A/B testing in E-commerce is one of the most popular ways to test a theory and predict results. That’s why one of the most common questions we get at Depict is whether we can run an A/B test to get a better understanding of the correct choice between two (or more) options.
In theory, nearly everything can be A/B tested. However, this doesn’t mean that it’s always the best idea.
Below, we run through the basics of A/B testing, including some common E-commerce A/B testing examples, and the pros and cons of using this testing method.
First, let’s align on what A/B testing actually is.
As a fashion & lifestyle E-commerce retailer, it's important to continually optimize your website and marketing campaigns to drive conversions and sales. One effective way to do this is through A/B testing, also known as split testing.
In an A/B test, you create two versions of a webpage or marketing campaign and show them to two separate groups of visitors. You can then compare the performance of each version to determine which one is more effective.
When asked to explain A/B testing to a 5-year-old ChatGPT gives this answer:
“A/B testing is a way for us to try out different versions of things to see which one works better. For example, if we have a website where we sell clothes, we might create two different versions of the website. One version might have blue buttons and the other version might have red buttons. We would show the blue button version to some people and the red button version to other people. Then we would see which version of the website helped more people buy clothes. The version that helped more people buy clothes is the better one, and we can use it to help more people buy clothes in the future.”
There are several pros to using A/B testing for fashion E-commerce retailers.
Of course, for different types of sites and specialized niches, there will be other benefits. But, generally, these are some of the benefits you can expect:
By testing different versions of your website or marketing campaigns, you can identify elements that are more likely to drive conversions. Without A/B testing, E-commerce stores would be stuck with keeping the same layout season after season, or blindly making decisions without having the experience to base them on.
In E-commerce some common A/B testing examples involving conversion improvement can include changes to the layout, color scheme, product images, or messaging on a site.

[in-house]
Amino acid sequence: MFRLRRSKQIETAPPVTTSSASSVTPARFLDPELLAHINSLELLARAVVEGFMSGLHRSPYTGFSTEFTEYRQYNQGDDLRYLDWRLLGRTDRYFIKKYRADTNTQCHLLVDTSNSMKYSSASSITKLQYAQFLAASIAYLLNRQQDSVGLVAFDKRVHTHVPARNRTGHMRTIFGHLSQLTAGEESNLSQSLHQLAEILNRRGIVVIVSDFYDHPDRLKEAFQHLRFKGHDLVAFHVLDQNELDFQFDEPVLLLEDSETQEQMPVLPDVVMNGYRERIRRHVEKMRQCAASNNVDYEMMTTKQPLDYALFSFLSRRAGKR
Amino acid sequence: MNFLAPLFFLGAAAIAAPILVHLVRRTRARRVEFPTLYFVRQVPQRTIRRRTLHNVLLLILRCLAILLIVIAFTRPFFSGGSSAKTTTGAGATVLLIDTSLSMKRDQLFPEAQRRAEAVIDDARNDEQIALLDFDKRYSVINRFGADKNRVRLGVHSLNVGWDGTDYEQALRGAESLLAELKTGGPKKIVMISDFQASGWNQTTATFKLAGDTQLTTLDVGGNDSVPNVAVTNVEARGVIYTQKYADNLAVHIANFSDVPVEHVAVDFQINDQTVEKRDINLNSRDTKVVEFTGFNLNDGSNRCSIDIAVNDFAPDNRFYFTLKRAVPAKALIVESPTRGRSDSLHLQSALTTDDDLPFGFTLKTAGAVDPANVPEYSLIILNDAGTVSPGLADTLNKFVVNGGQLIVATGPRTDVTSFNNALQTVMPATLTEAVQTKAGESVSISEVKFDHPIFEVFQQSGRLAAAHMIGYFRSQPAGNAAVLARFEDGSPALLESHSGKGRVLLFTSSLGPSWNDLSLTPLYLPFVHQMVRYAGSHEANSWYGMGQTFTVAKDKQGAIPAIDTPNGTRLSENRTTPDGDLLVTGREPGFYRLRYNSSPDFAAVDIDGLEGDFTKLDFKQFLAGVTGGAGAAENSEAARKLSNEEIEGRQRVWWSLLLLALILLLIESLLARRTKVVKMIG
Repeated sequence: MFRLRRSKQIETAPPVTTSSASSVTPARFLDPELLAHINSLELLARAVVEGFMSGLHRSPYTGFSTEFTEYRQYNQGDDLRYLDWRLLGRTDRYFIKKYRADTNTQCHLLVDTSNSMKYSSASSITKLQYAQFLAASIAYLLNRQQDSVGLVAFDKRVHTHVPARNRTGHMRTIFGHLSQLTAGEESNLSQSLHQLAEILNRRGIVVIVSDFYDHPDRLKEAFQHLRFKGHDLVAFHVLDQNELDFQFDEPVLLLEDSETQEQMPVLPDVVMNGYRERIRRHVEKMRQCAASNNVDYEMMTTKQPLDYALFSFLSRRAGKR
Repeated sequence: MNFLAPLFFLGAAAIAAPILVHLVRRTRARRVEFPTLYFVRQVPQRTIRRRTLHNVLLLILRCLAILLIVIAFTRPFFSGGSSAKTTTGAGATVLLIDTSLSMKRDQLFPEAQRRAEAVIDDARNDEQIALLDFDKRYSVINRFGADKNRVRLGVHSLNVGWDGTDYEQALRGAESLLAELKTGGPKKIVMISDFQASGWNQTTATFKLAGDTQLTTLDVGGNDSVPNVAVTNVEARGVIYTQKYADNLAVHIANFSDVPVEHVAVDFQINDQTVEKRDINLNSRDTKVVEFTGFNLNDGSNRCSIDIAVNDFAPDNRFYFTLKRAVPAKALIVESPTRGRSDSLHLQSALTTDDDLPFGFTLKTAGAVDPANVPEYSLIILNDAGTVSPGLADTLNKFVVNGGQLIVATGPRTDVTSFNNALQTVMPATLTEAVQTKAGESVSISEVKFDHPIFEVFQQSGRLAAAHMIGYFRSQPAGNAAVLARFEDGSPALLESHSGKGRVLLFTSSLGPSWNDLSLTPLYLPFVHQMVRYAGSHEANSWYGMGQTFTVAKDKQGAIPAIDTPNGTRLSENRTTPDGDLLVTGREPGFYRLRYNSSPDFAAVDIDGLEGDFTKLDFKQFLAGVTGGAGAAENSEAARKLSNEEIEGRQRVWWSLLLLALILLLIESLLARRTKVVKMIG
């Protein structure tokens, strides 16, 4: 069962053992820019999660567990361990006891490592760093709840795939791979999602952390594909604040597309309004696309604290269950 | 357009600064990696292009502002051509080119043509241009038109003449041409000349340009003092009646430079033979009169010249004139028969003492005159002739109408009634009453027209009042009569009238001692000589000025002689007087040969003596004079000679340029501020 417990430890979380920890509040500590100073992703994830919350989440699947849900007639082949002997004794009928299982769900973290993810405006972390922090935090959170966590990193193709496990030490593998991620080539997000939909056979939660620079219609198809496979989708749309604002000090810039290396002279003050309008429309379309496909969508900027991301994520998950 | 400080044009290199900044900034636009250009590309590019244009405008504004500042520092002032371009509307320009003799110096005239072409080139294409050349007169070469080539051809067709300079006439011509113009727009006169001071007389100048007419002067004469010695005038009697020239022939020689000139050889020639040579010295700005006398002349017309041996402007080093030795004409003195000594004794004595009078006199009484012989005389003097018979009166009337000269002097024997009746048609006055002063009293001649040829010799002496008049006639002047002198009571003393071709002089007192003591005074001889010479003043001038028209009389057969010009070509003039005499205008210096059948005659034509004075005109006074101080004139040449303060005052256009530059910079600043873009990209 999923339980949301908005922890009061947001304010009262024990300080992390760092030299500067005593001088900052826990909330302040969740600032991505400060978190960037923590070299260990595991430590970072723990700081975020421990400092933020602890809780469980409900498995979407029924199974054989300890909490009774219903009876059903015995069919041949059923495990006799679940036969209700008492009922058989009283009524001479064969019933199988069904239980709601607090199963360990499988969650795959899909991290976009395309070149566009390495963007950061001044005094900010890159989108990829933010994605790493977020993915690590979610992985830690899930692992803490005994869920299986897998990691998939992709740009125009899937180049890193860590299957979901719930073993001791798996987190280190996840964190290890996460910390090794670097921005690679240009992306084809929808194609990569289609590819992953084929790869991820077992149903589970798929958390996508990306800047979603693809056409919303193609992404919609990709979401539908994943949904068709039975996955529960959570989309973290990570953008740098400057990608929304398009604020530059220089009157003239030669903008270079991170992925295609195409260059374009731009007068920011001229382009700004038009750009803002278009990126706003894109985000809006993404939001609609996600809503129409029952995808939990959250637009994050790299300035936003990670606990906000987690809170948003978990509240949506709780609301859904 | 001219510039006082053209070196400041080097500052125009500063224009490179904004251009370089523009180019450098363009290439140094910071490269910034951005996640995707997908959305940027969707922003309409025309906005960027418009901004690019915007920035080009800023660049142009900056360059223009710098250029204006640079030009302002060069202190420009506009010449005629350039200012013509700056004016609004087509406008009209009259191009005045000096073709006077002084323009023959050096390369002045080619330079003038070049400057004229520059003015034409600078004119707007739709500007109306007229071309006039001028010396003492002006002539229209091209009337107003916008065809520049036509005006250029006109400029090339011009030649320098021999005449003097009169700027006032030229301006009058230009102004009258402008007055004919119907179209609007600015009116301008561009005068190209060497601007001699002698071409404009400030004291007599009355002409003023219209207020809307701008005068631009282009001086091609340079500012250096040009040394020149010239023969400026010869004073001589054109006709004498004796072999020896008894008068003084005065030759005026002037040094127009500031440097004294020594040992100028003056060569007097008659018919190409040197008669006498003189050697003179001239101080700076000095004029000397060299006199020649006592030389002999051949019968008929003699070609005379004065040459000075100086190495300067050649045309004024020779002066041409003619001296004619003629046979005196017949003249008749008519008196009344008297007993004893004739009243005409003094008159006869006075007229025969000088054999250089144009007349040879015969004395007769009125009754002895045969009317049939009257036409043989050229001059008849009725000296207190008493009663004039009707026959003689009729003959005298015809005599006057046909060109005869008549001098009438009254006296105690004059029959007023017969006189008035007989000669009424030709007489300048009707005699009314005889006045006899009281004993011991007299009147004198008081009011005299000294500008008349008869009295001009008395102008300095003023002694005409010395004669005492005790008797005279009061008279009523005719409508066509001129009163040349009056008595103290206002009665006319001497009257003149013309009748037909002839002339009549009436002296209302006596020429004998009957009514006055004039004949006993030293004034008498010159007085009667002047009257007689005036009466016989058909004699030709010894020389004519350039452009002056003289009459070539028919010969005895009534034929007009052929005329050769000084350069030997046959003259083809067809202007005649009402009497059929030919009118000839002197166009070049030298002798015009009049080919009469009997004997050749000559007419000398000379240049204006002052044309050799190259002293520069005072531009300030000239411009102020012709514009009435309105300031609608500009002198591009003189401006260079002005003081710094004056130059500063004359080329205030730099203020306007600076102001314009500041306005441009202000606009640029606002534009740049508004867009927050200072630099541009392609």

A/B testing also allows you to isolate specific elements on your site or in your marketing campaigns and see how they perform.
This can help you determine which of your elements, such as call-to-actions or product descriptions are most effective in driving conversions and sales. You can then use this data to properly tailor pages and fuel future campaigns.
A/B testing is a data-driven approach to optimization, allowing you to make confident decisions based on real-time data rather than assumptions or guesses.
Having the ability to make decisions based on concrete data ultimately saves time and stress. Knowing that changing your home page to look a certain way, recommending certain products to certain audiences, or upselling in certain areas of your site, means your team can quickly make decisions and then spend time on the things they like to do. And, the things that boost your profits.
Most of the time A/B testing tools are widely available and easy to use, making it simple to set up and run tests on your site or campaigns.
This is beneficial as you can quickly collect the data you need, then implement changes and begin feeling the impact of your changes as soon as possible.
One of the best benefits of A/B testing in E-commerce is its clarity and ease of interpreting the results. A/B testing works perfectly when there is only one, or very few components changed between versions of the test. Therefore, you can be clear about what it is that is impacting your results.